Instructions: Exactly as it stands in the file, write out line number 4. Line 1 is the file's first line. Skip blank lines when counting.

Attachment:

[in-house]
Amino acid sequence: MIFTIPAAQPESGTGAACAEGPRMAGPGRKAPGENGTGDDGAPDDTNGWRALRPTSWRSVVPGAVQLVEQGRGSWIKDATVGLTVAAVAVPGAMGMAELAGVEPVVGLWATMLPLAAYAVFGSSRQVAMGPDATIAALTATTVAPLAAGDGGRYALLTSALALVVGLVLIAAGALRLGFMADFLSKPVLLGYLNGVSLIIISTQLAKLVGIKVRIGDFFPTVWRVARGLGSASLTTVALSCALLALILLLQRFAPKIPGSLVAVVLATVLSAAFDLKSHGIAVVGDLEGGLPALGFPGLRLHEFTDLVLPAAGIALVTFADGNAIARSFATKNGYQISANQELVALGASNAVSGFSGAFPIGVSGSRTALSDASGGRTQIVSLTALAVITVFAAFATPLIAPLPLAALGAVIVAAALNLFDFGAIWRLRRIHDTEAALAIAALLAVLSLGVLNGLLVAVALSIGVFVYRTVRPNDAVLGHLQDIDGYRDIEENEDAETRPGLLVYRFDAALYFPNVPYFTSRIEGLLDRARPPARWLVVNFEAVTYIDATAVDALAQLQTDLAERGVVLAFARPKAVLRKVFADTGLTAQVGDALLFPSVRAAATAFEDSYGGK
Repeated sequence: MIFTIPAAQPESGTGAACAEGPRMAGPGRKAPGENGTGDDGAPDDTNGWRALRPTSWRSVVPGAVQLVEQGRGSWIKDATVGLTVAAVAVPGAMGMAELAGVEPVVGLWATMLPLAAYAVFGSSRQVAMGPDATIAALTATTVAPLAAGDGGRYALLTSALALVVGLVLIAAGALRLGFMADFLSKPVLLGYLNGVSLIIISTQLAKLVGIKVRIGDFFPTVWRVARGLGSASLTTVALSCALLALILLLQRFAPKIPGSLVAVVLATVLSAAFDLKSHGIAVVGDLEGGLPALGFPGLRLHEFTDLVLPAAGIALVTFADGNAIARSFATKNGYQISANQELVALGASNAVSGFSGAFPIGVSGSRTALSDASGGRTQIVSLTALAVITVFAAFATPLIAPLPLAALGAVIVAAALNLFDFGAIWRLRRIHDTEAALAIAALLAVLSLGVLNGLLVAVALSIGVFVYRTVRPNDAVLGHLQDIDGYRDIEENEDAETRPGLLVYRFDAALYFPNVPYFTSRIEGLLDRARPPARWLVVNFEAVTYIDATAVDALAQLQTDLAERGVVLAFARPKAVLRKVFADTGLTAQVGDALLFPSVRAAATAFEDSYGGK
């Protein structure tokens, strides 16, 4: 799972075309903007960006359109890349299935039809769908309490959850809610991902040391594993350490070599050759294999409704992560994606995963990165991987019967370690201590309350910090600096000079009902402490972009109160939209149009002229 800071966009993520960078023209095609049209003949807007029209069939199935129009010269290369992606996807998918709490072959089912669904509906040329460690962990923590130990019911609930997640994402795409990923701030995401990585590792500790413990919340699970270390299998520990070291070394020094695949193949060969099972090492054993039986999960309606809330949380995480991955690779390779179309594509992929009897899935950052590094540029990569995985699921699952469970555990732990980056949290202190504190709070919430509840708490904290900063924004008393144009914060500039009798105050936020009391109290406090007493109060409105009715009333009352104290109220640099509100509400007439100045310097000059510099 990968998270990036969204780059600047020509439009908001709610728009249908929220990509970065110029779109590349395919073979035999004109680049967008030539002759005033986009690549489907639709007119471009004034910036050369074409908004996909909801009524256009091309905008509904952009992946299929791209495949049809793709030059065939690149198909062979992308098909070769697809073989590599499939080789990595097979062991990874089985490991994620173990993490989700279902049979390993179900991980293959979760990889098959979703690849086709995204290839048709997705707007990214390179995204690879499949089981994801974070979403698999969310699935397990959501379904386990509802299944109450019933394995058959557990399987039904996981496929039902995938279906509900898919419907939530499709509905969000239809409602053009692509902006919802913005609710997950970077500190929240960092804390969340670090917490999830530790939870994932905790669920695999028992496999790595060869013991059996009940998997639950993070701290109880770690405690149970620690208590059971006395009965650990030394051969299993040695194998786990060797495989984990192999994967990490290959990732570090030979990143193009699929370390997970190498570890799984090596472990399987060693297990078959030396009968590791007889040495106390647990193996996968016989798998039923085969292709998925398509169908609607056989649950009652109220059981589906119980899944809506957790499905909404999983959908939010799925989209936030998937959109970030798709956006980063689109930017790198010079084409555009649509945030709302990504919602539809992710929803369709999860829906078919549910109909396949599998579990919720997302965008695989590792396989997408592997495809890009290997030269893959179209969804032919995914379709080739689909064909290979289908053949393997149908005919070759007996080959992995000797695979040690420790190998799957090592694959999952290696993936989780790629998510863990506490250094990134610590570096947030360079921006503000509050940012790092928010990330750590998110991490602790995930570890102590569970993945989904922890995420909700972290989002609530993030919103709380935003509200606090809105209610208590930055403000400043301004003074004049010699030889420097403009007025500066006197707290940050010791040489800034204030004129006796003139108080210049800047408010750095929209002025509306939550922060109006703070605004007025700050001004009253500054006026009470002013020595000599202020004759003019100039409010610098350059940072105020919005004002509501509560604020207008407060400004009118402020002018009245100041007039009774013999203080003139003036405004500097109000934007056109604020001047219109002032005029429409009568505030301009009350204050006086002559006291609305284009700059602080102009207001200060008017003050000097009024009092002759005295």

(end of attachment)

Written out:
């Protein structure tokens, strides 16, 4: 799972075309903007960006359109890349299935039809769908309490959850809610991902040391594993350490070599050759294999409704992560994606995963990165991987019967370690201590309350910090600096000079009902402490972009109160939209149009002229 800071966009993520960078023209095609049209003949807007029209069939199935129009010269290369992606996807998918709490072959089912669904509906040329460690962990923590130990019911609930997640994402795409990923701030995401990585590792500790413990919340699970270390299998520990070291070394020094695949193949060969099972090492054993039986999960309606809330949380995480991955690779390779179309594509992929009897899935950052590094540029990569995985699921699952469970555990732990980056949290202190504190709070919430509840708490904290900063924004008393144009914060500039009798105050936020009391109290406090007493109060409105009715009333009352104290109220640099509100509400007439100045310097000059510099 990968998270990036969204780059600047020509439009908001709610728009249908929220990509970065110029779109590349395919073979035999004109680049967008030539002759005033986009690549489907639709007119471009004034910036050369074409908004996909909801009524256009091309905008509904952009992946299929791209495949049809793709030059065939690149198909062979992308098909070769697809073989590599499939080789990595097979062991990874089985490991994620173990993490989700279902049979390993179900991980293959979760990889098959979703690849086709995204290839048709997705707007990214390179995204690879499949089981994801974070979403698999969310699935397990959501379904386990509802299944109450019933394995058959557990399987039904996981496929039902995938279906509900898919419907939530499709509905969000239809409602053009692509902006919802913005609710997950970077500190929240960092804390969340670090917490999830530790939870994932905790669920695999028992496999790595060869013991059996009940998997639950993070701290109880770690405690149970620690208590059971006395009965650990030394051969299993040695194998786990060797495989984990192999994967990490290959990732570090030979990143193009699929370390997970190498570890799984090596472990399987060693297990078959030396009968590791007889040495106390647990193996996968016989798998039923085969292709998925398509169908609607056989649950009652109220059981589906119980899944809506957790499905909404999983959908939010799925989209936030998937959109970030798709956006980063689109930017790198010079084409555009649509945030709302990504919602539809992710929803369709999860829906078919549910109909396949599998579990919720997302965008695989590792396989997408592997495809890009290997030269893959179209969804032919995914379709080739689909064909290979289908053949393997149908005919070759007996080959992995000797695979040690420790190998799957090592694959999952290696993936989780790629998510863990506490250094990134610590570096947030360079921006503000509050940012790092928010990330750590998110991490602790995930570890102590569970993945989904922890995420909700972290989002609530993030919103709380935003509200606090809105209610208590930055403000400043301004003074004049010699030889420097403009007025500066006197707290940050010791040489800034204030004129006796003139108080210049800047408010750095929209002025509306939550922060109006703070605004007025700050001004009253500054006026009470002013020595000599202020004759003019100039409010610098350059940072105020919005004002509501509560604020207008407060400004009118402020002018009245100041007039009774013999203080003139003036405004500097109000934007056109604020001047219109002032005029429409009568505030301009009350204050006086002559006291609305284009700059602080102009207001200060008017003050000097009024009092002759005295």